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Exercise Brain and Mental Performance

Exercise Enhances Brain Fitness

1 year, 9 months ago

2020  0
Posted on Dec 14, 2016, 6 a.m.

Physical exercise can improve brain perfusion as well as certain memory skills, among men and women in their 60s and 70s.

Previous studies report that aerobic exercise in young adults can induce vascular plasticity in the hippocampus, a critical region for recall and recognition memory. Researchers from the German Center for Neurodegenerative Diseases (DZNE) completed a three-month long study of 40 men and women, ages 60 to 77 years:  about half of the study participants exercised regularly on a treadmill for 3 months, and the other individuals merely performed muscle relaxation sessions.  The group using the treadmill displayed improvements in cerebral blood flow and visual memory.    Writing that: “The changes in fitness, hippocampal perfusion and volume were positively related to changes in recognition memory and early recall for complex spatial objects,” the study authors submit that: “These findings indicate a preserved capacity of the aging human hippocampus for functionally relevant vascular plasticity.”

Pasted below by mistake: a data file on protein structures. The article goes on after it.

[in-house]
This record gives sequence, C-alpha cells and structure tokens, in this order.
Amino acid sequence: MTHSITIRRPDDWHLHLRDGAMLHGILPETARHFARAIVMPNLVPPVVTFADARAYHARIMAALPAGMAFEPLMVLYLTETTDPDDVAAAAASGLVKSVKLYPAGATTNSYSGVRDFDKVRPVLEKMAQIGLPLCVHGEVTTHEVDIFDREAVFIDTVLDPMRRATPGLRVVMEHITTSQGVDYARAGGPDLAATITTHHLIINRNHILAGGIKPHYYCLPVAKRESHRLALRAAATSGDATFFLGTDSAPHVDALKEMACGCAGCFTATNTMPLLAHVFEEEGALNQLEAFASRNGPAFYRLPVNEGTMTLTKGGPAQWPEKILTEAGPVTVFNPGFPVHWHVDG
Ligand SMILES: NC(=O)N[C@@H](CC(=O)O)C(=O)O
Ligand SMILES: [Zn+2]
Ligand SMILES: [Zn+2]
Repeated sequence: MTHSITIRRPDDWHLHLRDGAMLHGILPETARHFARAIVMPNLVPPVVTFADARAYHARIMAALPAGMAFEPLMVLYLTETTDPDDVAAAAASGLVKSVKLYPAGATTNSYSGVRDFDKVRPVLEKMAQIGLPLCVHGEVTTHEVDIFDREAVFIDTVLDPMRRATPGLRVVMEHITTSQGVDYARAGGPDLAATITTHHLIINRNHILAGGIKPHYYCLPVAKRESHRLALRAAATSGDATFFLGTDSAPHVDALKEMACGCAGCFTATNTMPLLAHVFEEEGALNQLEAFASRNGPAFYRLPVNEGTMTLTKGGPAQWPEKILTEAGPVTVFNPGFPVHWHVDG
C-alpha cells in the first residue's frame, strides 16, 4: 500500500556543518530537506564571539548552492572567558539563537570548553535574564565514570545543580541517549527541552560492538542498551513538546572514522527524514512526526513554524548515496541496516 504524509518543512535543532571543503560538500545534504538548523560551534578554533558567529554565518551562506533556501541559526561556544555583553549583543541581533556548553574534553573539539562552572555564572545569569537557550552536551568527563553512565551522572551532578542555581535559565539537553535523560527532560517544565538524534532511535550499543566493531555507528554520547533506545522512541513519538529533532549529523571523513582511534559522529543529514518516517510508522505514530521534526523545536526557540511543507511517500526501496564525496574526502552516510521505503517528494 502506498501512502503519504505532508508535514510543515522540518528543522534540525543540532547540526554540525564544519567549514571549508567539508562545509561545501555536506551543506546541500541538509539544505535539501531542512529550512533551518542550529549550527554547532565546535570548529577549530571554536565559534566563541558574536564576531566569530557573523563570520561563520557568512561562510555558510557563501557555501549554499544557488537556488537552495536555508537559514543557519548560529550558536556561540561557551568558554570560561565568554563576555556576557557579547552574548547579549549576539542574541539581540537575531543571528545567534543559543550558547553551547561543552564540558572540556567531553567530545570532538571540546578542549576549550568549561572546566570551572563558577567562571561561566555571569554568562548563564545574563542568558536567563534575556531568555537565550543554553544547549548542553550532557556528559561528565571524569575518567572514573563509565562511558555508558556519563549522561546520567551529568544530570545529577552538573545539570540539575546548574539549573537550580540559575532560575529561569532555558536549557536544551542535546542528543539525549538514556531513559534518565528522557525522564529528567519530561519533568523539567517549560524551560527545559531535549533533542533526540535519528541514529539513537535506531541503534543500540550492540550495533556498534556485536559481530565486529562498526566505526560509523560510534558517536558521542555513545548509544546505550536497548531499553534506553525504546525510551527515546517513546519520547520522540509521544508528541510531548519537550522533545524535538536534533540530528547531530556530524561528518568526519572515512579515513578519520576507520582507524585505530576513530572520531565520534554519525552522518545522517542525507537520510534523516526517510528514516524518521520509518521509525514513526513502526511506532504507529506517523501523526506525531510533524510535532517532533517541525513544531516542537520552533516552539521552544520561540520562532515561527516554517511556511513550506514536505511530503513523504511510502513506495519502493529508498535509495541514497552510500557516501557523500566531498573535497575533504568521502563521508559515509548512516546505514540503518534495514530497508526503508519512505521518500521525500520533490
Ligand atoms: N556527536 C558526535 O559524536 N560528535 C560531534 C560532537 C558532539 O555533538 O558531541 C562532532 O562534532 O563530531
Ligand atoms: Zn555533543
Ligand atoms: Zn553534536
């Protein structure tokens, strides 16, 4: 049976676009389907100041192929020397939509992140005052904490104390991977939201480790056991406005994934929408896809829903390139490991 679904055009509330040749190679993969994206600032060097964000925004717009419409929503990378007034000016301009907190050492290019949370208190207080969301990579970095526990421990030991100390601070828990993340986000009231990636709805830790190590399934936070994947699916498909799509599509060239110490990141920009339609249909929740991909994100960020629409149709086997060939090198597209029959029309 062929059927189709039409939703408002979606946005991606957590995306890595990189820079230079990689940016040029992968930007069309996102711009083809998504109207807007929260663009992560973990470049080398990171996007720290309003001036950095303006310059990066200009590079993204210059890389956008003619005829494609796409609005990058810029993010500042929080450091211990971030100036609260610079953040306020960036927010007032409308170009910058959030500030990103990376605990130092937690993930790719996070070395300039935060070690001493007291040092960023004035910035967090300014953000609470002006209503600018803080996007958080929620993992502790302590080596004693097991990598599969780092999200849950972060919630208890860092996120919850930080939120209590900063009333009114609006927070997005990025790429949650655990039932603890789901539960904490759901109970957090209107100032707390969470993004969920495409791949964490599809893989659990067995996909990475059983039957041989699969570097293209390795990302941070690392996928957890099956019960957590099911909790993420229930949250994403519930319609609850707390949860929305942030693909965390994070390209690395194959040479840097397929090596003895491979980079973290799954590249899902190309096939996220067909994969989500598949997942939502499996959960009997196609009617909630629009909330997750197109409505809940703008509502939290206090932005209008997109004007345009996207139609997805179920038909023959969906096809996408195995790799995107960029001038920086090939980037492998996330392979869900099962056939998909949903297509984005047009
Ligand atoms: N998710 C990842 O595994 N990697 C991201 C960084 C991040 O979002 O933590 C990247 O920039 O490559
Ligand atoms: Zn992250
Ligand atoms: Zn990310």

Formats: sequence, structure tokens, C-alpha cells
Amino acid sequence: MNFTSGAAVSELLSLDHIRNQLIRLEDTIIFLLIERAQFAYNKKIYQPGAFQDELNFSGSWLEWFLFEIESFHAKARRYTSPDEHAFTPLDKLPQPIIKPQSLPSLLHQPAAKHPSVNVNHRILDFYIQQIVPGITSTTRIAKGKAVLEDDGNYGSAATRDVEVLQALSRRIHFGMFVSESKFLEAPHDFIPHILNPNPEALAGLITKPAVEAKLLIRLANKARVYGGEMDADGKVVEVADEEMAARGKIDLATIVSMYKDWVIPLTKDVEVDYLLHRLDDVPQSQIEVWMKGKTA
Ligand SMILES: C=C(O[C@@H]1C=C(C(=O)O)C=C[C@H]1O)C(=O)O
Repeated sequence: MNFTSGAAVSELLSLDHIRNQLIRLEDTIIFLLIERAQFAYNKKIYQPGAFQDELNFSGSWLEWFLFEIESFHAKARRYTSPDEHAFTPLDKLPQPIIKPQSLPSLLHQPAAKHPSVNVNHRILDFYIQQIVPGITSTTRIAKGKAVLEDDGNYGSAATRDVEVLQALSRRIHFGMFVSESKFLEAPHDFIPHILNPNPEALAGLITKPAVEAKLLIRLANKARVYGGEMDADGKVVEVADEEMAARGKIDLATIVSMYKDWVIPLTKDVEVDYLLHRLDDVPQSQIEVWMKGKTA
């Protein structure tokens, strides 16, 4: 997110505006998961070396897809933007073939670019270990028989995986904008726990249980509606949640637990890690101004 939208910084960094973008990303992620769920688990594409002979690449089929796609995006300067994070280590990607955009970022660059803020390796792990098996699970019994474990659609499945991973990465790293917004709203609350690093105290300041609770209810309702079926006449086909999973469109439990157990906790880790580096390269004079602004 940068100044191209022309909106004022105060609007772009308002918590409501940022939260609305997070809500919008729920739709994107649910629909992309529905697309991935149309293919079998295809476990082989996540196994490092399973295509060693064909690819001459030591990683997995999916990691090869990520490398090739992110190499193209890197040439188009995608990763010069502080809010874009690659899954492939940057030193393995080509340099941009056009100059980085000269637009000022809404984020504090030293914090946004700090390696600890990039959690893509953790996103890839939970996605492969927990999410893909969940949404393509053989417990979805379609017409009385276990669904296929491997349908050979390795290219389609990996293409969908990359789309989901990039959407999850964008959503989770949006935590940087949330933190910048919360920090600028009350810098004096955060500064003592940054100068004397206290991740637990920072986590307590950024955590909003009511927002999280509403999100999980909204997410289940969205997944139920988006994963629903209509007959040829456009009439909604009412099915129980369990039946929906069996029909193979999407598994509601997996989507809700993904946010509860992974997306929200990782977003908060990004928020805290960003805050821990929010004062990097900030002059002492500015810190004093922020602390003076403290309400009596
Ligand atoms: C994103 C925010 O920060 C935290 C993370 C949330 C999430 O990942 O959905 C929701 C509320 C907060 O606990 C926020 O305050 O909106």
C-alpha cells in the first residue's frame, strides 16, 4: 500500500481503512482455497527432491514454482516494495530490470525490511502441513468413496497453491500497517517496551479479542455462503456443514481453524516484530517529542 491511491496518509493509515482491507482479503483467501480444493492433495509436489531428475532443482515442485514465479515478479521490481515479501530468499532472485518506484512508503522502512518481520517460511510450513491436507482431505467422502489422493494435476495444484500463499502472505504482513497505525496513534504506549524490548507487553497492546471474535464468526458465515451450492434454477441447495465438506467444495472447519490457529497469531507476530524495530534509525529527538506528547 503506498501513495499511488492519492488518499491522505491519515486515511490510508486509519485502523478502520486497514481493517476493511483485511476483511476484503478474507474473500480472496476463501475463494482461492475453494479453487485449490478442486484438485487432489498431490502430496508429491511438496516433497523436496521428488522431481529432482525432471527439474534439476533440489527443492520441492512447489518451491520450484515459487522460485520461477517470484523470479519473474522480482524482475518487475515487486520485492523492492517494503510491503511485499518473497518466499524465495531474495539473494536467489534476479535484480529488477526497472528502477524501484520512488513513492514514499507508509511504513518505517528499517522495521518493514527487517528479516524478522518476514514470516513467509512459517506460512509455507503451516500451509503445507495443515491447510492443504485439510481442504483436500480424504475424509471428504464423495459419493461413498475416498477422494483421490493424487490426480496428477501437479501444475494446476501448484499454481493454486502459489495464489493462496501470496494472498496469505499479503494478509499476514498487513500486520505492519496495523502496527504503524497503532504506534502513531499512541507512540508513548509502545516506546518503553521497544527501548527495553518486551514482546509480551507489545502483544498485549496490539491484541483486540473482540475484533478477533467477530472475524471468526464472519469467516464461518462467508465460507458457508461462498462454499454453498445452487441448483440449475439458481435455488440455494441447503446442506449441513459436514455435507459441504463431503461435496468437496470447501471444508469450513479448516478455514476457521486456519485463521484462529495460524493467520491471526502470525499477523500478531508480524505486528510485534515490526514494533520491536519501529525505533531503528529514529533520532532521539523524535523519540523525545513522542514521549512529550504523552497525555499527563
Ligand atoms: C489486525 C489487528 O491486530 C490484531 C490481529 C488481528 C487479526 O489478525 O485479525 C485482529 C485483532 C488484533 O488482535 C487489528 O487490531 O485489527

Previous studies report that aerobic exercise in young adults can induce vascular plasticity in the hippocampus, a critical region for recall and recognition memory. Researchers from the German Center for Neurodegenerative Diseases (DZNE) completed a three-month long study of 40 men and women, ages 60 to 77 years:  about half of the study participants exercised regularly on a treadmill for 3 months, and the other individuals merely performed muscle relaxation sessions.  The group using the treadmill displayed improvements in cerebral blood flow and visual memory.    Writing that: “The changes in fitness, hippocampal perfusion and volume were positively related to changes in recognition memory and early recall for complex spatial objects,” the study authors submit that: “These findings indicate a preserved capacity of the aging human hippocampus for functionally relevant vascular plasticity.”

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